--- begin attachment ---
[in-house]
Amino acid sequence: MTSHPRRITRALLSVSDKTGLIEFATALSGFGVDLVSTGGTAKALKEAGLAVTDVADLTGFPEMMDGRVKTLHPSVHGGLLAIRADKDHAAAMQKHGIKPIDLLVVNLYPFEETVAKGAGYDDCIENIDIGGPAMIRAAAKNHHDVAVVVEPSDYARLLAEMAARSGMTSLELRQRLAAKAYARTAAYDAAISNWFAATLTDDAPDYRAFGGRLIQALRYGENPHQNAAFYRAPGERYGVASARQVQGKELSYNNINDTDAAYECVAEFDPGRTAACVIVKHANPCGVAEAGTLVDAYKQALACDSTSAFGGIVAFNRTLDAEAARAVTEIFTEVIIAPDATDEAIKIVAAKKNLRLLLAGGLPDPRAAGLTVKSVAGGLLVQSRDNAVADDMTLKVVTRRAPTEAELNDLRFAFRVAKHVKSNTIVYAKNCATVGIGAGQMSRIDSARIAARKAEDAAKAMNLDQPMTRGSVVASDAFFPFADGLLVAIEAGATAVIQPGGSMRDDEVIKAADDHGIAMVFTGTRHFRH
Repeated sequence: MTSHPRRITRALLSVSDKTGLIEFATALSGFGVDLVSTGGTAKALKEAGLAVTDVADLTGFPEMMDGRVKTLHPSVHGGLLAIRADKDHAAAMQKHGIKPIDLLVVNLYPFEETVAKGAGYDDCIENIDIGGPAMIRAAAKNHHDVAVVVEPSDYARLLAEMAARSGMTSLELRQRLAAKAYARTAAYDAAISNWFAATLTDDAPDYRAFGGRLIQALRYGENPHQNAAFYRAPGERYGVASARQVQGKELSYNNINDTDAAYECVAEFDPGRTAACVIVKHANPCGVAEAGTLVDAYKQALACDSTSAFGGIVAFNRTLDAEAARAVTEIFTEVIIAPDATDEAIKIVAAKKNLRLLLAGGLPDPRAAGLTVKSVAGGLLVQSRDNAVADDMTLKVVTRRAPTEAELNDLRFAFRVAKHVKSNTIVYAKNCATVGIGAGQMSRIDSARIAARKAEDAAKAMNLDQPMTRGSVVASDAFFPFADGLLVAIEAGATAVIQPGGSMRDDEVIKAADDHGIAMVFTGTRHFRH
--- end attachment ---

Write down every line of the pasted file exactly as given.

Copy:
[in-house]
Amino acid sequence: MTSHPRRITRALLSVSDKTGLIEFATALSGFGVDLVSTGGTAKALKEAGLAVTDVADLTGFPEMMDGRVKTLHPSVHGGLLAIRADKDHAAAMQKHGIKPIDLLVVNLYPFEETVAKGAGYDDCIENIDIGGPAMIRAAAKNHHDVAVVVEPSDYARLLAEMAARSGMTSLELRQRLAAKAYARTAAYDAAISNWFAATLTDDAPDYRAFGGRLIQALRYGENPHQNAAFYRAPGERYGVASARQVQGKELSYNNINDTDAAYECVAEFDPGRTAACVIVKHANPCGVAEAGTLVDAYKQALACDSTSAFGGIVAFNRTLDAEAARAVTEIFTEVIIAPDATDEAIKIVAAKKNLRLLLAGGLPDPRAAGLTVKSVAGGLLVQSRDNAVADDMTLKVVTRRAPTEAELNDLRFAFRVAKHVKSNTIVYAKNCATVGIGAGQMSRIDSARIAARKAEDAAKAMNLDQPMTRGSVVASDAFFPFADGLLVAIEAGATAVIQPGGSMRDDEVIKAADDHGIAMVFTGTRHFRH
Repeated sequence: MTSHPRRITRALLSVSDKTGLIEFATALSGFGVDLVSTGGTAKALKEAGLAVTDVADLTGFPEMMDGRVKTLHPSVHGGLLAIRADKDHAAAMQKHGIKPIDLLVVNLYPFEETVAKGAGYDDCIENIDIGGPAMIRAAAKNHHDVAVVVEPSDYARLLAEMAARSGMTSLELRQRLAAKAYARTAAYDAAISNWFAATLTDDAPDYRAFGGRLIQALRYGENPHQNAAFYRAPGERYGVASARQVQGKELSYNNINDTDAAYECVAEFDPGRTAACVIVKHANPCGVAEAGTLVDAYKQALACDSTSAFGGIVAFNRTLDAEAARAVTEIFTEVIIAPDATDEAIKIVAAKKNLRLLLAGGLPDPRAAGLTVKSVAGGLLVQSRDNAVADDMTLKVVTRRAPTEAELNDLRFAFRVAKHVKSNTIVYAKNCATVGIGAGQMSRIDSARIAARKAEDAAKAMNLDQPMTRGSVVASDAFFPFADGLLVAIEAGATAVIQPGGSMRDDEVIKAADDHGIAMVFTGTRHFRH